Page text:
Promote Contests. Promote contests well to keep the enthusiasm level high. Promote them at all levels of the organization, not just in the sales department in order to get everyone in the company involved and supporting the salespeople (even include vital support people in prizes). Promote the progress of contests on a weekly basis. Give feedback on how the individual salespeople or teams are progressing. Weekly bulletins are a vital element of contests in order to give feedback and to create both awareness and excitement.
Fairness. Fairness is the most important dimension in a contest. Participants must believe that a contest is absolutely fair and that no one has an edge at the beginning.
Simplicity. Sales contests should be designed so that they are easy to understand. Objectives must be clear and progress toward them must be simple and easily represented graphically.
Visibility. Contest progress must be visible to everyone in an office. Among salespeople there is often as strong a motivation not to lose as there is to win, so post progress reports daily so that both those ahead and behind will be continually informed.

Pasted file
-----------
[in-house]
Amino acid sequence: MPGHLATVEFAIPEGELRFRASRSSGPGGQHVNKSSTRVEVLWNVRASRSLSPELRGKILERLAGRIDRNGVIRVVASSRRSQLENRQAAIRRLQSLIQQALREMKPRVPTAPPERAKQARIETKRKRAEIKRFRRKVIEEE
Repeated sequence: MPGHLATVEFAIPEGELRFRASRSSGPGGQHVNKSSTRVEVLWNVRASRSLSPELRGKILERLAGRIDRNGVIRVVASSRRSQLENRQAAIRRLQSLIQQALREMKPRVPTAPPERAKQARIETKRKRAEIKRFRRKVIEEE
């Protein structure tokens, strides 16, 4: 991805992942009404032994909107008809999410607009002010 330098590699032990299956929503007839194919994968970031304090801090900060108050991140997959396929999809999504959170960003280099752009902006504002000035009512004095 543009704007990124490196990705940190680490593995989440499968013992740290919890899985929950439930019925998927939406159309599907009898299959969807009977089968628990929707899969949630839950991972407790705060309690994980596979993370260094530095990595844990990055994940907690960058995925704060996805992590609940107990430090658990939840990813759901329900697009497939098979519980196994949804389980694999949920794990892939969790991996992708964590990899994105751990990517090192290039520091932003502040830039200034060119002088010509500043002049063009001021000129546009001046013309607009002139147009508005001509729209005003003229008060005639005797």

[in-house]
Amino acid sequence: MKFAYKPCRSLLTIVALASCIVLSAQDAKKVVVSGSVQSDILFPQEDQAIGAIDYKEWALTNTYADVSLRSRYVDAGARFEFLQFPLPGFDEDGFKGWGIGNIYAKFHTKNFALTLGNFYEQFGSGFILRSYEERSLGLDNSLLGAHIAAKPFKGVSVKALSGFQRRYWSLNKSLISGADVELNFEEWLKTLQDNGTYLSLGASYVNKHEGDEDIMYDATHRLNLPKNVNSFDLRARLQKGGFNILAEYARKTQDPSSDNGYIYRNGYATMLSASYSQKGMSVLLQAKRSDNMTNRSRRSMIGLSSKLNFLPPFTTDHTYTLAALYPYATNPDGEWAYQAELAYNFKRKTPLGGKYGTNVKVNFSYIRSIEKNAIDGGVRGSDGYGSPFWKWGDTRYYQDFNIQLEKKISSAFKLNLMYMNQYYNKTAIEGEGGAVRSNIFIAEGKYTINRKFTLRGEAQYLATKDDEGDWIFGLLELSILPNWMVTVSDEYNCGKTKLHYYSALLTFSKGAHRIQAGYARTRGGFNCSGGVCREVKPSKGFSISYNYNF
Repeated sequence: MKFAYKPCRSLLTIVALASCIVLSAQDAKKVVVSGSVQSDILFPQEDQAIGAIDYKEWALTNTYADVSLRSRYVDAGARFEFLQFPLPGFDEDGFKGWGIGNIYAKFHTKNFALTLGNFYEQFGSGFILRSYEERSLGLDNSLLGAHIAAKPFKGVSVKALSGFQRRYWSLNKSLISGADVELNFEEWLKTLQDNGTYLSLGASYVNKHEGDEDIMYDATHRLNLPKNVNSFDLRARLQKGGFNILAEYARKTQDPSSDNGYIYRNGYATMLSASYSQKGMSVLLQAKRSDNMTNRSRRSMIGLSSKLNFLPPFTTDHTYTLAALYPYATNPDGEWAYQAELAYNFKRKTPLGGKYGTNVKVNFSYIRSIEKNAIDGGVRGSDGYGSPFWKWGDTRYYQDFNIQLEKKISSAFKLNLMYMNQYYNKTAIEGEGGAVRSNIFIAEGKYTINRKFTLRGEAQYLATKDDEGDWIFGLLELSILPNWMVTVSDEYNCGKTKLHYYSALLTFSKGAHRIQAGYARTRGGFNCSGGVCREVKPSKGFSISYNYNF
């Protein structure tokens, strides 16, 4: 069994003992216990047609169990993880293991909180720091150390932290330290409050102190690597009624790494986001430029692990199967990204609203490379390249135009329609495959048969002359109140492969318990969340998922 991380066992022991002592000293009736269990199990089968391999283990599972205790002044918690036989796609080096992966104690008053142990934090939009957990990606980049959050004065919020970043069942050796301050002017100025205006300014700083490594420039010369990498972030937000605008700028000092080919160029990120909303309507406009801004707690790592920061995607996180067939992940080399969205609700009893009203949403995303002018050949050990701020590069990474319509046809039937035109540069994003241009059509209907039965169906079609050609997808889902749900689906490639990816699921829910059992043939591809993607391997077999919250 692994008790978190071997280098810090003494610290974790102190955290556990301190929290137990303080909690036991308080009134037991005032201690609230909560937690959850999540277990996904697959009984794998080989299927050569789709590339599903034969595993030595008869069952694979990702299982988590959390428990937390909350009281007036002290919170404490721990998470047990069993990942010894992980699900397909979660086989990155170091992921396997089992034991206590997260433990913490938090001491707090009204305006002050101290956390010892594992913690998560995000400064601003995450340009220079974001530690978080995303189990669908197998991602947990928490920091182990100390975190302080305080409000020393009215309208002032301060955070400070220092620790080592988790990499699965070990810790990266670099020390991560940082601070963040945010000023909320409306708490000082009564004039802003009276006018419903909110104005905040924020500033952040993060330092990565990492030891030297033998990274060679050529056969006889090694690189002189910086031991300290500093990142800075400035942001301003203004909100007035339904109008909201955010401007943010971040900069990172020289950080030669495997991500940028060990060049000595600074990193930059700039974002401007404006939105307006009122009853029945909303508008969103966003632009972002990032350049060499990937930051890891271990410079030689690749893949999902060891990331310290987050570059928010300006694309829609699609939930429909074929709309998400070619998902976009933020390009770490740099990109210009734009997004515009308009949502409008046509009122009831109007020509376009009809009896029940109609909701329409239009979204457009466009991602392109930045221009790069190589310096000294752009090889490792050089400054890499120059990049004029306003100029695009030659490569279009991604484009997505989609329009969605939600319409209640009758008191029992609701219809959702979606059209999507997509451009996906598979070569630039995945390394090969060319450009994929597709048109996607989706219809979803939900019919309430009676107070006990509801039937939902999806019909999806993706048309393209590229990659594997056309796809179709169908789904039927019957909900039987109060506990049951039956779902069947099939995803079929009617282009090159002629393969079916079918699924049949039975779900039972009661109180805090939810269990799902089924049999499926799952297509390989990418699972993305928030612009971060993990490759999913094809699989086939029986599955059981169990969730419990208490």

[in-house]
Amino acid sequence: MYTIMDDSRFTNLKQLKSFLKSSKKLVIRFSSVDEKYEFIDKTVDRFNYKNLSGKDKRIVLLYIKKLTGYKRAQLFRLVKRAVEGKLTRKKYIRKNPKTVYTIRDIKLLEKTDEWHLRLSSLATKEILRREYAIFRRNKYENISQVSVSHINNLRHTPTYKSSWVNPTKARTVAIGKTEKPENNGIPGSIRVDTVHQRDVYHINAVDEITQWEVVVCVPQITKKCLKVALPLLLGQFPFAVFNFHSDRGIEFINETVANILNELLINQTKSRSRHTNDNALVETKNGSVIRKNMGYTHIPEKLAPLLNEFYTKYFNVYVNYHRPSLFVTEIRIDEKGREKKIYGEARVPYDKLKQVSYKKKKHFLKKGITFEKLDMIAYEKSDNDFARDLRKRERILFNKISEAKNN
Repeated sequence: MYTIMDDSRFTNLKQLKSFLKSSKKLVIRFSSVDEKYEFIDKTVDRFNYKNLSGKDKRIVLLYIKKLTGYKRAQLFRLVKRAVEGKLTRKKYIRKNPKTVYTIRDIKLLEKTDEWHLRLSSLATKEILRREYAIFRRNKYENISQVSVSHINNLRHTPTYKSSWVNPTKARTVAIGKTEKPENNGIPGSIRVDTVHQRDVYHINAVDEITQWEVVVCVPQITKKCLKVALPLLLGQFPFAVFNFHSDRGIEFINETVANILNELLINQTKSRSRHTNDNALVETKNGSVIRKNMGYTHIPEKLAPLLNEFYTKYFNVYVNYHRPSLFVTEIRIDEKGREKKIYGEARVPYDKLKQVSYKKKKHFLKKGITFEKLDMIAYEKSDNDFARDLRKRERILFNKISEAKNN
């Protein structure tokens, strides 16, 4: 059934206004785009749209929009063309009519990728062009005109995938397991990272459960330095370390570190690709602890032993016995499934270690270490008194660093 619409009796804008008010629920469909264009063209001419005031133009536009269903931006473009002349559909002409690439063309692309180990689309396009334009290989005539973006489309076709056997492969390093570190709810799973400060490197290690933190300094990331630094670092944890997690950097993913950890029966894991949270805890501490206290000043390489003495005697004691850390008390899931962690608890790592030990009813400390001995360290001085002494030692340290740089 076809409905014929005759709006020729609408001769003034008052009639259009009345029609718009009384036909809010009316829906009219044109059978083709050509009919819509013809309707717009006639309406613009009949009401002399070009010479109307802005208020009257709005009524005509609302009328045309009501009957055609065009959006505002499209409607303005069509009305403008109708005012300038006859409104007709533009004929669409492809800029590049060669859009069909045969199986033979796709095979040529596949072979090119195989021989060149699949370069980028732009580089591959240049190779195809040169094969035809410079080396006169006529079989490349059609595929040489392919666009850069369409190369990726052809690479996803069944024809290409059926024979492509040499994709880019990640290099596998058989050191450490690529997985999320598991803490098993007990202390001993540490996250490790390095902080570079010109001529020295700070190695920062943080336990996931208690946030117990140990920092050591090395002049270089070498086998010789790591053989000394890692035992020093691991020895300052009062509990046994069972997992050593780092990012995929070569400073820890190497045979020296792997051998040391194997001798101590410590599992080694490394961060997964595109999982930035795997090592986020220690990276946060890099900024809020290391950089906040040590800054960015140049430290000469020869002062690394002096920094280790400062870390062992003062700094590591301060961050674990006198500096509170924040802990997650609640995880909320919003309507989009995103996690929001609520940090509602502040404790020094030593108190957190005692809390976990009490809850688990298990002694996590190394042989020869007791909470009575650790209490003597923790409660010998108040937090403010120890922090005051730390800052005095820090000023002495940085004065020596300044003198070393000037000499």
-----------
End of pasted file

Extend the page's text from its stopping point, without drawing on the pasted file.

Standard Setting. Contests help set performance standards. It is vital that non-winners (don't let a sales staff feel like losers) be given clear advice on ways to improve their performance. Offer additional sales training so non-winners feel they have a chance to win the next contest.
Finally, do not depend on contests alone to have an affect on long-term performance. Contests generally provide only a short-term improvement, and no contest can correct inherent sales force or sales management problems—training is the answer to these difficulties. On the other hand, contests do reinforce department values and good selling principles. Furthermore, sales contests can be fun, motivating, and help build team spirit if they are well designed to accomplish a few clear, realistic objectives. A well-designed and well-run contest can make salespeople feel like winners.